“That helps make sure that they are well-palliated, that their request is not coming from uncontrolled pain or other symptoms, or that there are no signs of depression or other things that are clouding their judgment with regard to their request,” Dr. Treat said.
As part of her project, Dr. Treat presented information about the state law, institutional policies, and the departmental process at a faculty meeting. Responses to pre-and post-tests showed that most faculty members moved from “slightly or not at all familiar' with the state law to much greater familiarity after just a brief presentation.
“The importance of just being able to speak openly about this, even if some of them never intend to participate, makes everyone feel more in the loop and prepared to receive these requests from patients,” she said.
Response to Lawful Physician-Hastened Death
Oregon passed the nation's first Death with Dignity law in 1994, and Washington followed with the second such law 14 years later. Since then, however, the pace of adoption has picked up considerably. Seven other states—Vermont, California, Colorado, District of Columbia, Hawaii, New Jersey, and Maine—now have physician-aid-in-dying laws.
Another 12 state legislatures are considering the bills this year. Maryland, Massachusetts, New Mexico, and New York are expected to pass the laws within the next five years, said Thaddeus M. Pope, a law professor at Mitchell Hamline School of Law in St. Paul, MN, who tracks the legal issues surrounding PHD.
All the statutes on the practice are similar in that they all limit eligibility to adults who are terminally ill, are legal state residents, and have decision-making capacity. They differ, however, in important details.
For example, every state requires that an attending physician and a consulting physician must determine that the individual has the capacity to make medical decisions, is acting voluntarily, and has made an informed decision. If either physician is sure that the patient lacks decision-making capacity, eligibility is denied. If either physician is unsure, the patient must be referred for mental health assessment. Hawaii's law differs, however, by mandating a third assessment.
Similarly, all of the laws require that the individual make two oral requests for the event, make one written request, and take the prescription drug themselves. Again, details differ. Hawaii, for example, requires that the oral requests be separated by at least 20 days; all other states set the waiting period at 15 days. Oregon, however, amended its law so that, as of January 1, 2020, a patient who is not expected to survive the waiting period can make the first and second request on the same day.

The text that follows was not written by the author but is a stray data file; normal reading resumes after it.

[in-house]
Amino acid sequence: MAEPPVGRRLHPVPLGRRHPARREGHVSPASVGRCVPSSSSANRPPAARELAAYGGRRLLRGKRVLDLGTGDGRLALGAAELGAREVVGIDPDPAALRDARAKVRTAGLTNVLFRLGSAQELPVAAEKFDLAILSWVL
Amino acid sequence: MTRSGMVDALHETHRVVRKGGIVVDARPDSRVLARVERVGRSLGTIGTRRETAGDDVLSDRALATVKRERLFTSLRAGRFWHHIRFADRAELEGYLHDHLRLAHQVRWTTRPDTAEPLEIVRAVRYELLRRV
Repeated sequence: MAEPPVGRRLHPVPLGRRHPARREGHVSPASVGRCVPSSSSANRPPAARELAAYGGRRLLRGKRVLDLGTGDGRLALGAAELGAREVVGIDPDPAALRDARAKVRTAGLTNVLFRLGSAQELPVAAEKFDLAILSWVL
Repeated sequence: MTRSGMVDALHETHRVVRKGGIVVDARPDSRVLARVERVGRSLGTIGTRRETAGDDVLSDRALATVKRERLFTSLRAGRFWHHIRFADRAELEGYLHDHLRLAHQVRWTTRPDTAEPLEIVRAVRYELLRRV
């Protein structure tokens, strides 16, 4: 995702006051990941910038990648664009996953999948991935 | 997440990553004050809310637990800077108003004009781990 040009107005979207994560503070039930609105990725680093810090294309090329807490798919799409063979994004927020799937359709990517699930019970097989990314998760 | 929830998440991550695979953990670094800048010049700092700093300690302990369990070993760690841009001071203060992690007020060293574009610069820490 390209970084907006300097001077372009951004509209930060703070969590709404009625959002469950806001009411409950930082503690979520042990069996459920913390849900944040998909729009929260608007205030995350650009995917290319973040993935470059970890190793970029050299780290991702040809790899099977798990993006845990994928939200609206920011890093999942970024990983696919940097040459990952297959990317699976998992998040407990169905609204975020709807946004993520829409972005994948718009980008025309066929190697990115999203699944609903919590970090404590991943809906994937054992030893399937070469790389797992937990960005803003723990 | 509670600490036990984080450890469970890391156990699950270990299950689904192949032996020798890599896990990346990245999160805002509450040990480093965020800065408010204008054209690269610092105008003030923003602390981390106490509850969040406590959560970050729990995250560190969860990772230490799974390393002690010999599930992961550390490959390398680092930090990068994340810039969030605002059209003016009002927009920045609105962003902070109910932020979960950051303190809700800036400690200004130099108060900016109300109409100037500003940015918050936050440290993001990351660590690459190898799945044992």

State laws also differ on the acceptable route of drug administration, how physicians and hospitals can assert conscience-based objections, and whether lawful PHD assessments and counseling can be done through telehealth among other points. Pope expects to see more variation in the laws in the years ahead.
The eligibility requirements for physician-aided dying “requirements and procedural safeguards may impede a patient's access,” he wrote. “In response, state legislatures have begun to craft more flexible rules as they recalibrate the balance between safety and access.”
Indeed, the trend to legalization of these statutes triggered the Academy to engage in an in-depth review of the issue that ultimately led to a change in its official position on PHD.
The original position statement, issued in 1998 when the practice was illegal in all states except Oregon, had stated “vigorous opposition” to its members' participation in physician-assisted suicide (PAS), described as a prescription without clinician administration.”
But in a 2018 article in Neurology, the AAN Ethics, Law and Humanities Committee (ELHC)—a joint committee of the AAN, American Neurological Association (ANA) and the Child Neurology Society (CNS)—explained why it decided to reconsider that position statement.
The ELHC wrote that it recognized that as aid-in-dying laws became more common, the Academy's official opposition and its Code of Professional Conduct, which directs its members to relieve the “suffering” and to “respect the wishes” of dying patients, might make members in states where PHD is legal feel conflicted when patients seek their help in the practice.
It noted, too, that a 2014 AAN-sponsored ELHC survey of Academy members found that more than 70 percent of respondents in states allowing for lawful PHD endorsed it as an “ethically permissible behavior.” More than half reported they would be willing to assist their patients in that way.
After two years of deliberation, the ELHC recommended in 2016 that the Academy's official 1998 position regarding lawful physician-assisted death be retired. In December 2016, the AAN, the AAN Institute, and CNS endorsed the ELHC recommendation to retire that position; the ANA recused itself from making a decision.